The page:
Newer VFDs like the FC-302 have plug-and-play capability to add options in the field. However, this feature has become more sophisticated. For example, if fieldbus communication option has been added, the drive instantly recognizes that option and “automatically uncovers menus related to its functionality for the user,” adds Momberger. Models of FC-302 drive up to 10 hp became available in March 2004.
Transistors are key
Peter Fischbach, Bosch Rexroth manager of component sales, regards the development of insulated-gate bipolar transistors (IGBTs) as a major milestone for modern VFDs. “IGBTs combined the benefits of MOSFETs [metal-oxide semiconductor field-effect transistors] and bipolar transistors, but required less power and significantly reduced forward/switching losses,” he says.
Rexroth experimented with IGBTs in early 1987 and released a complete line of IGBT-based variable-frequency drives in 1988.
Fischbach views the future of VFDs as a balancing act between cost and required functionality. “It’s a case of what features are really needed to do the job,” he states. “With the availability of a new generation of switching devices and advanced control methods, the trend of further size reduction, higher efficiency, eliminating switching noise, and simplified setup/diagnostics continues.”
Another direction for VFDs noted at Bosch Rexroth is enhancement of the most commonly used V/Hz control through accurate process feedback. Besides load and speed feedback, this approach could be used to detect mechanical problems in pump, fan, extruder, and related applications before they caused production losses. However, vector control will eliminate older V/Hz methods, adds Fischbach.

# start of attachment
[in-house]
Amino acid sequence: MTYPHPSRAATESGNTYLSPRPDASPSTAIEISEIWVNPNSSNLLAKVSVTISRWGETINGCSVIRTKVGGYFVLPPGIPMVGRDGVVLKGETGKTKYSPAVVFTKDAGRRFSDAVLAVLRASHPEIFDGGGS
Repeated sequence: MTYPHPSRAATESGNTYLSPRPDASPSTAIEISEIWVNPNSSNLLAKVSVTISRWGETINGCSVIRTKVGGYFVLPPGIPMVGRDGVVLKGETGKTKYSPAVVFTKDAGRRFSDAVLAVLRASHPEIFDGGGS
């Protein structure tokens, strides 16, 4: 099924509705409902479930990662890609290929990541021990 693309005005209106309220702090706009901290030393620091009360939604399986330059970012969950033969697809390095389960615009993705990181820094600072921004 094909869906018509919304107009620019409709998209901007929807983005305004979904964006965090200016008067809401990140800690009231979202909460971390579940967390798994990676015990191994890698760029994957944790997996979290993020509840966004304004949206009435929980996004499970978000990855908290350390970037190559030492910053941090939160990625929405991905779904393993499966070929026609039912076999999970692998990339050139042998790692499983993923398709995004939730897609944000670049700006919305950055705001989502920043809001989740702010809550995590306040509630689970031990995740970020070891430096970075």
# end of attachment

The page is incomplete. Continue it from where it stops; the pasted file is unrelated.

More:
Also reflecting the trend for multiple for multiple control technologies in the same drive is Bosch Rexroth’s new digital IndraDrive system. It includes several types of control from simple V/Hz to full servo control, plus scalable in performance and functions. Drive-based options like IEC 61131-3 PLC, safety functionality (per EN954-1), and various fieldbus interfaces are available.
PWM, add-on modules
Jim Thompson, drives engineer at Emerson Control Techniques (CT), believes that the high accuracy and fast dynamic control in today’s ac drives was enabled by the “advent of small, relatively inexpensive microprocessors and other high-density digital circuitry.” He likewise comments on the importance of power transistors to advancing ac drives. “IGBTs allow fairly low loss switching at rates as high as 16 kHz, permitting pulse-width modulated (PWM) drive output that results in a near-sinusoidal current in an ac motor,” he states.
Thompson explains that besides delivering dynamic motor torque control, PWM technology allows use of higher carrier frequencies for power switching to reduce audible noise in applications requiring a low noise environment. Another significant feature of today’s drives is ability to be configured to act as a bidirectional ac-to-dc power converter, which allows the flow of low-harmonic-content power either into or, by regeneration, away from a drive system.